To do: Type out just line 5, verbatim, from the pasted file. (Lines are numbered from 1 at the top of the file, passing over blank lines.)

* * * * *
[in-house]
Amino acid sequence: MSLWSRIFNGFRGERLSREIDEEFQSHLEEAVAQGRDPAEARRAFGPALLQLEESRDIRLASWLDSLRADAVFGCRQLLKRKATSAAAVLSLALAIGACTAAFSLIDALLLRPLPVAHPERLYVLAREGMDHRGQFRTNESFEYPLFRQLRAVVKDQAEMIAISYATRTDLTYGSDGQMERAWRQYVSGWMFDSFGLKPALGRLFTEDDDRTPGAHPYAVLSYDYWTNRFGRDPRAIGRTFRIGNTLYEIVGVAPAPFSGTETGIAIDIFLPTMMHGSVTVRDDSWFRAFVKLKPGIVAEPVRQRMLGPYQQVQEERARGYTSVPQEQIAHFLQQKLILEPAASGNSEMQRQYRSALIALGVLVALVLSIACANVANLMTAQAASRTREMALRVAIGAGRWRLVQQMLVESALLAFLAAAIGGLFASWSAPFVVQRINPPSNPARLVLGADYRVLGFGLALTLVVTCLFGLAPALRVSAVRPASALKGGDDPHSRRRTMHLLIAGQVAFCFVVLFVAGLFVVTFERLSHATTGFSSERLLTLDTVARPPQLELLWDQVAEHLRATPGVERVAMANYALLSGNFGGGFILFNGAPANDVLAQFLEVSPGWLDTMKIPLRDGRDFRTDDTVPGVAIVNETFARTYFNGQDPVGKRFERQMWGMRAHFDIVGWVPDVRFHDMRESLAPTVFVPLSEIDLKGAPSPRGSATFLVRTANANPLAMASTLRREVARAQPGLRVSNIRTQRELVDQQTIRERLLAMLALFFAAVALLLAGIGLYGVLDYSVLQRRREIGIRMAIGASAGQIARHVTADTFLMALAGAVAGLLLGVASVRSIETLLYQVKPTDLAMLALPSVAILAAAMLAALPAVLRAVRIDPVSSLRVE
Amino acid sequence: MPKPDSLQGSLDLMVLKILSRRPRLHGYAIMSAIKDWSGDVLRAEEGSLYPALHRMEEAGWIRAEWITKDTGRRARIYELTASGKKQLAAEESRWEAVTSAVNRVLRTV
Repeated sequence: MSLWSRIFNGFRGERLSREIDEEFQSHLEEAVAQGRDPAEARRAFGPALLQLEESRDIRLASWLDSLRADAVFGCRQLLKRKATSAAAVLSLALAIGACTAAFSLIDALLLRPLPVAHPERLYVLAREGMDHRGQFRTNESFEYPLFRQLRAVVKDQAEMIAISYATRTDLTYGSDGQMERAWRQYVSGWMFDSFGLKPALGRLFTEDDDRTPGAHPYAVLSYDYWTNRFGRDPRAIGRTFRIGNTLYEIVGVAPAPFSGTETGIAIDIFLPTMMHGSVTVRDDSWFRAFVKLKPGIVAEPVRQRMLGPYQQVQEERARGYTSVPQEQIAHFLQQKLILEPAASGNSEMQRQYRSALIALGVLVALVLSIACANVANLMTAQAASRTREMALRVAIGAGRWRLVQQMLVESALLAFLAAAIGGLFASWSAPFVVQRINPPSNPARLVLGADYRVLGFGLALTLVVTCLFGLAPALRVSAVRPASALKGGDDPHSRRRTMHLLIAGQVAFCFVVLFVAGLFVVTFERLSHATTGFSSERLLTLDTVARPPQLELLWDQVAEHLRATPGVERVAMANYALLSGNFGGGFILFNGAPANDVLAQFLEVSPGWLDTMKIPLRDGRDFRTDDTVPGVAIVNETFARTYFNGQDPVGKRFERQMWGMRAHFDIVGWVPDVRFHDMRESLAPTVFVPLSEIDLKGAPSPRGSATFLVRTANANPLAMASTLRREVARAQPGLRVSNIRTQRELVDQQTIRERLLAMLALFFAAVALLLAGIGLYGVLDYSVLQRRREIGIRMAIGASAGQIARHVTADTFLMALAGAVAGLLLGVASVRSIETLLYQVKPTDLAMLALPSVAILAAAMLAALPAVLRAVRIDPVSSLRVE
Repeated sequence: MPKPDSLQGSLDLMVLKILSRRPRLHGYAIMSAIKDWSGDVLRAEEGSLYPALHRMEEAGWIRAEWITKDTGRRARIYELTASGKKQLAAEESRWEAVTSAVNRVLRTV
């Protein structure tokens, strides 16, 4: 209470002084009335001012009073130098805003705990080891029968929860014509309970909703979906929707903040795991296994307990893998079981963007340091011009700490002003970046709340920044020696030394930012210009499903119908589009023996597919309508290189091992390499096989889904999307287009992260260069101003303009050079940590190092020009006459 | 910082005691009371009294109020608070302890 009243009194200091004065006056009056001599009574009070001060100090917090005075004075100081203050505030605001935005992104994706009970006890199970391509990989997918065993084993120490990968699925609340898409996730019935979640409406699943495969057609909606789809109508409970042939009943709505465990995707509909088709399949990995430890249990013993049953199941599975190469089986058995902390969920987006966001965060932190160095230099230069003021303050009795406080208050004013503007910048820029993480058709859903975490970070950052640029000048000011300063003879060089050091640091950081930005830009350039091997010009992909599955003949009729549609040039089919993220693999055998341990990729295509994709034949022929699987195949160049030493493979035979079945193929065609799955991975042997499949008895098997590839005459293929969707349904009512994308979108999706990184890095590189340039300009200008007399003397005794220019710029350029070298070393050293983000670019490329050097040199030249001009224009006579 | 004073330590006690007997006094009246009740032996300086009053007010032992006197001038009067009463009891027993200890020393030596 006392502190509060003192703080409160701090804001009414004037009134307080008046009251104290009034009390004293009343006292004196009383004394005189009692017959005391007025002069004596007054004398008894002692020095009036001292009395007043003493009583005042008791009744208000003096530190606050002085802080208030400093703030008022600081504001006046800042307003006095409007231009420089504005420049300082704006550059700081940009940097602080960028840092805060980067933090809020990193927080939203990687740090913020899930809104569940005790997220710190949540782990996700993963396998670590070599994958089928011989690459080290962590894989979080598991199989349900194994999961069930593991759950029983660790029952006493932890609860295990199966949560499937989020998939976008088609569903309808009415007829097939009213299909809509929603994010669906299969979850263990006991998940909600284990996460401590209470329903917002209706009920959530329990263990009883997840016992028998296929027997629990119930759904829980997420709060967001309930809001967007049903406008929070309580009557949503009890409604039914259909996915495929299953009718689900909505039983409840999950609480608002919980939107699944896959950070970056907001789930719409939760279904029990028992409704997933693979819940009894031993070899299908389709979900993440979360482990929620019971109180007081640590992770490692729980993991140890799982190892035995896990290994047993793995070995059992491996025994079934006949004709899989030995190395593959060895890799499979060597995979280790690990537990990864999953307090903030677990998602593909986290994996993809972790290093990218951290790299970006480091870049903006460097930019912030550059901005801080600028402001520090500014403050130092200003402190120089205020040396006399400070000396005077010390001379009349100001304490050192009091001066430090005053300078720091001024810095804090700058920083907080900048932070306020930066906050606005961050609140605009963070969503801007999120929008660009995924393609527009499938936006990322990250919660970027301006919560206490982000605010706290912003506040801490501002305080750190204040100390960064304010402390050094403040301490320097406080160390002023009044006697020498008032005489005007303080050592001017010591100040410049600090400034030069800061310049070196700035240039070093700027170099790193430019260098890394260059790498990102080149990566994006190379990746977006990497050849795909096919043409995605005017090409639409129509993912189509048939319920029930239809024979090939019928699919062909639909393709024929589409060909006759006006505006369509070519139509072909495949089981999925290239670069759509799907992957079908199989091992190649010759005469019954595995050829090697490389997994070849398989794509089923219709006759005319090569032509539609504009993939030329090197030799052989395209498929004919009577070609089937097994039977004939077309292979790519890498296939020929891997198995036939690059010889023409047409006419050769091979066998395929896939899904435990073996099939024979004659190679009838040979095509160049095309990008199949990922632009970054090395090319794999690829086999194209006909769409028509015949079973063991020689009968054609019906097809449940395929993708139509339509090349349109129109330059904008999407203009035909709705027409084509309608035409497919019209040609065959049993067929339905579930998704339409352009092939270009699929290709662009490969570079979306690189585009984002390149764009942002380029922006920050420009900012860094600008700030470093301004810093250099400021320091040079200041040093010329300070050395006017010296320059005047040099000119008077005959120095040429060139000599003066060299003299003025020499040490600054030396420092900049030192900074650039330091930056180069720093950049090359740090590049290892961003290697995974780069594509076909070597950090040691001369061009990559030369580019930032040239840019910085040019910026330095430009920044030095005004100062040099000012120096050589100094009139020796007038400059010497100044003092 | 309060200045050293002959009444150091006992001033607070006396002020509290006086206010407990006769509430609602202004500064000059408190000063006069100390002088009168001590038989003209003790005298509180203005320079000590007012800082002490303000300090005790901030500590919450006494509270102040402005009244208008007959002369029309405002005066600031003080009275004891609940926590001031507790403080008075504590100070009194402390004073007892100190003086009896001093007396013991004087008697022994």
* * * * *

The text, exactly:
Repeated sequence: MPKPDSLQGSLDLMVLKILSRRPRLHGYAIMSAIKDWSGDVLRAEEGSLYPALHRMEEAGWIRAEWITKDTGRRARIYELTASGKKQLAAEESRWEAVTSAVNRVLRTV